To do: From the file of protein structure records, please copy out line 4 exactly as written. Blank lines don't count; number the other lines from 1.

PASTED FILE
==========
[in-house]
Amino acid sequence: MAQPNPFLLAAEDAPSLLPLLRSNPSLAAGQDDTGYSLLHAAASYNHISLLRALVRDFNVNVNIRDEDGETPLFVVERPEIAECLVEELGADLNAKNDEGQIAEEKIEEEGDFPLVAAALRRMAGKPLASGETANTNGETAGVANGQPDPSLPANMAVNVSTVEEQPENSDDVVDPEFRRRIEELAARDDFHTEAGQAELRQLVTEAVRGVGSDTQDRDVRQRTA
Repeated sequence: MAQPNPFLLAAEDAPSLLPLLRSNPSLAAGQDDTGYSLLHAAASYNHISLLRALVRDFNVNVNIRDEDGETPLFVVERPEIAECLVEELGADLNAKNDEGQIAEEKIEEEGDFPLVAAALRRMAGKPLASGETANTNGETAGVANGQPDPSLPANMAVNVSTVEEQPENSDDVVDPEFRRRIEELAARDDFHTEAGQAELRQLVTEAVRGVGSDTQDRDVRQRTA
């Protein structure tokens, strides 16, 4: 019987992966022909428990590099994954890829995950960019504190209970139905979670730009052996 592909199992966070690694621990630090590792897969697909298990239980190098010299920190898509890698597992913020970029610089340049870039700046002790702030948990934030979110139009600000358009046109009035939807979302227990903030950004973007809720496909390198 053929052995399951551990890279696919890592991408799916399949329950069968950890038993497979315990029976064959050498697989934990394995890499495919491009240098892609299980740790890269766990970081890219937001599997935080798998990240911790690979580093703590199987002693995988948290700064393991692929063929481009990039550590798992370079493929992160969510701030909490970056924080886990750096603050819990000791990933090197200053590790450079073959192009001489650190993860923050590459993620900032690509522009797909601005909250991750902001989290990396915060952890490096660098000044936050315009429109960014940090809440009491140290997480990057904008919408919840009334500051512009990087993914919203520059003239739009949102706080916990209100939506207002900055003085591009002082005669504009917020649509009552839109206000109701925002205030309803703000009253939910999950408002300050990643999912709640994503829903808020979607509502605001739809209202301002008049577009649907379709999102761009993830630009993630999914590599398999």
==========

């Protein structure tokens, strides 16, 4: 019987992966022909428990590099994954890829995950960019504190209970139905979670730009052996 592909199992966070690694621990630090590792897969697909298990239980190098010299920190898509890698597992913020970029610089340049870039700046002790702030948990934030979110139009600000358009046109009035939807979302227990903030950004973007809720496909390198 053929052995399951551990890279696919890592991408799916399949329950069968950890038993497979315990029976064959050498697989934990394995890499495919491009240098892609299980740790890269766990970081890219937001599997935080798998990240911790690979580093703590199987002693995988948290700064393991692929063929481009990039550590798992370079493929992160969510701030909490970056924080886990750096603050819990000791990933090197200053590790450079073959192009001489650190993860923050590459993620900032690509522009797909601005909250991750902001989290990396915060952890490096660098000044936050315009429109960014940090809440009491140290997480990057904008919408919840009334500051512009990087993914919203520059003239739009949102706080916990209100939506207002900055003085591009002082005669504009917020649509009552839109206000109701925002205030309803703000009253939910999950408002300050990643999912709640994503829903808020979607509502605001739809209202301002008049577009649907379709999102761009993830630009993630999914590599398999």